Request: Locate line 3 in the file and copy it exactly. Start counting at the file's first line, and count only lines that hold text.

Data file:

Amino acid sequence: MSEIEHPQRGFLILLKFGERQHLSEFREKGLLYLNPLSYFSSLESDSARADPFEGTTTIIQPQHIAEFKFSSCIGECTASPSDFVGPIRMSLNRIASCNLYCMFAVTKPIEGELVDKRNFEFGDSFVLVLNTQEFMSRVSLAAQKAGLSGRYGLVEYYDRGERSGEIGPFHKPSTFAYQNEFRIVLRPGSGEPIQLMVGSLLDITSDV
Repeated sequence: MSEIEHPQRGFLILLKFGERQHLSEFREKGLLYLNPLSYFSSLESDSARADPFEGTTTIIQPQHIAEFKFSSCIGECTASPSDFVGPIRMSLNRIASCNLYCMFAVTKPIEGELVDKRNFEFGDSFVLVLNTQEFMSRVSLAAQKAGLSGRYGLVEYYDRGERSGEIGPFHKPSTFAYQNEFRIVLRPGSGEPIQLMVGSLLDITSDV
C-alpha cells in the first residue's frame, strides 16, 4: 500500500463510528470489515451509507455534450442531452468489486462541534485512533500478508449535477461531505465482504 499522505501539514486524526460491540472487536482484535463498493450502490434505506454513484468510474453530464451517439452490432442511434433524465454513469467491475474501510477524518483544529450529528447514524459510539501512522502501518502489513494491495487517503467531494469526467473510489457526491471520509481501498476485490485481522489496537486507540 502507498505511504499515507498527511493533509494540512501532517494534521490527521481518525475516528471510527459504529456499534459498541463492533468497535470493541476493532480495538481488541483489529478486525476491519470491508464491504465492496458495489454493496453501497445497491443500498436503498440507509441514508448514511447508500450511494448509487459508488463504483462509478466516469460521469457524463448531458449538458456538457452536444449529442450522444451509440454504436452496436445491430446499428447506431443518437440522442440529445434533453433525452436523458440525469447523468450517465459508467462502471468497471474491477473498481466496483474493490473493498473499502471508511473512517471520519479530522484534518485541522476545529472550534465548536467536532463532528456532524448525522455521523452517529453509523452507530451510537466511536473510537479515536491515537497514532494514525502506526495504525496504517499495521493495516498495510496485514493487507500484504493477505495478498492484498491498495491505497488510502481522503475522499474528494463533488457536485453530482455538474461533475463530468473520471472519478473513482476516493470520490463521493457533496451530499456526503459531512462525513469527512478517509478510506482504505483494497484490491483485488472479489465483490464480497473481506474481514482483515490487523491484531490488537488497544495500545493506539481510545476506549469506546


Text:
C-alpha cells in the first residue's frame, strides 16, 4: 500500500463510528470489515451509507455534450442531452468489486462541534485512533500478508449535477461531505465482504 499522505501539514486524526460491540472487536482484535463498493450502490434505506454513484468510474453530464451517439452490432442511434433524465454513469467491475474501510477524518483544529450529528447514524459510539501512522502501518502489513494491495487517503467531494469526467473510489457526491471520509481501498476485490485481522489496537486507540 502507498505511504499515507498527511493533509494540512501532517494534521490527521481518525475516528471510527459504529456499534459498541463492533468497535470493541476493532480495538481488541483489529478486525476491519470491508464491504465492496458495489454493496453501497445497491443500498436503498440507509441514508448514511447508500450511494448509487459508488463504483462509478466516469460521469457524463448531458449538458456538457452536444449529442450522444451509440454504436452496436445491430446499428447506431443518437440522442440529445434533453433525452436523458440525469447523468450517465459508467462502471468497471474491477473498481466496483474493490473493498473499502471508511473512517471520519479530522484534518485541522476545529472550534465548536467536532463532528456532524448525522455521523452517529453509523452507530451510537466511536473510537479515536491515537497514532494514525502506526495504525496504517499495521493495516498495510496485514493487507500484504493477505495478498492484498491498495491505497488510502481522503475522499474528494463533488457536485453530482455538474461533475463530468473520471472519478473513482476516493470520490463521493457533496451530499456526503459531512462525513469527512478517509478510506482504505483494497484490491483485488472479489465483490464480497473481506474481514482483515490487523491484531490488537488497544495500545493506539481510545476506549469506546